Gaza: Suspicious Death in Custody
|Publisher||Human Rights Watch|
|Publication Date||26 April 2011|
|Cite as||Human Rights Watch, Gaza: Suspicious Death in Custody , 26 April 2011, available at: http://www.refworld.org/docid/4dbe5fbec.html [accessed 25 November 2015]|
(Jerusalem) - Hamas authorities in Gaza should order a criminal investigation into the death of a man whose body was returned to his family five days after Hamas security officials arrested him, Human Rights Watch said today.
Relatives of 'Adel Razeq, a 52-year-old father of nine, told Human Rights Watch that when security officials arrested him on April 14, 2011, they did not present a warrant and took him away under false pretenses. Security officials would not tell his family where he was being held. When his brother examined the body, it was badly bruised and appeared to have broken bones, he told Human Rights Watch. That, if true, would cast doubt on a Hamas Interior Ministry statement that Razeq died of an unspecified illness.
"The evidence raises concern that governmental authorities may have caused or contributed to the death of a man in their custody," said Joe Stork, deputy Middle East director at Human Rights Watch. "Hamas should order a fully independent criminal investigation."
Razeq's family told Human Rights Watch that Gaza government authorities refused their request to have an independent physician conduct an autopsy. The family stressed to Human Rights Watch that Razeq had been in good health when he was detained.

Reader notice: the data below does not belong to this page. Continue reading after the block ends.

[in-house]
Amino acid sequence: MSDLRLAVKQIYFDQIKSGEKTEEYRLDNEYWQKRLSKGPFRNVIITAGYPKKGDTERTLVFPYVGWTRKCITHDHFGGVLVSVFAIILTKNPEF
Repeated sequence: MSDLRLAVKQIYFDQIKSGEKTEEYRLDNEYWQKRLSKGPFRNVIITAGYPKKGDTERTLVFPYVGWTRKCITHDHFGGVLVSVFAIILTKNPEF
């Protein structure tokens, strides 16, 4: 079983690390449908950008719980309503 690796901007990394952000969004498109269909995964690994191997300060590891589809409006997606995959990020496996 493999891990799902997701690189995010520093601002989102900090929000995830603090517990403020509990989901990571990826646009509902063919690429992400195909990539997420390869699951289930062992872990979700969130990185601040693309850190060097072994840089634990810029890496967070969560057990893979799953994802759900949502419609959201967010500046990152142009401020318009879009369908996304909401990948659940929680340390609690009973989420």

The Hamas Interior Ministry said in a statement on April 19 that Razeq was "suffering from illness" and had been transferred from a detention center to al-Shifa hospital for medical treatment on April 18, but that "his health condition deteriorated," and he died on April 19 "inside an internal security detention center." The statement did not explain why authorities had apparently transferred him from the hospital back to the detention center. The Interior Ministry statement said the body was "under forensic examination" by a "formal investigation committee" and the ministry had informed "all the concerned authorities, including the General Observer [of the ministry] and human rights organizations."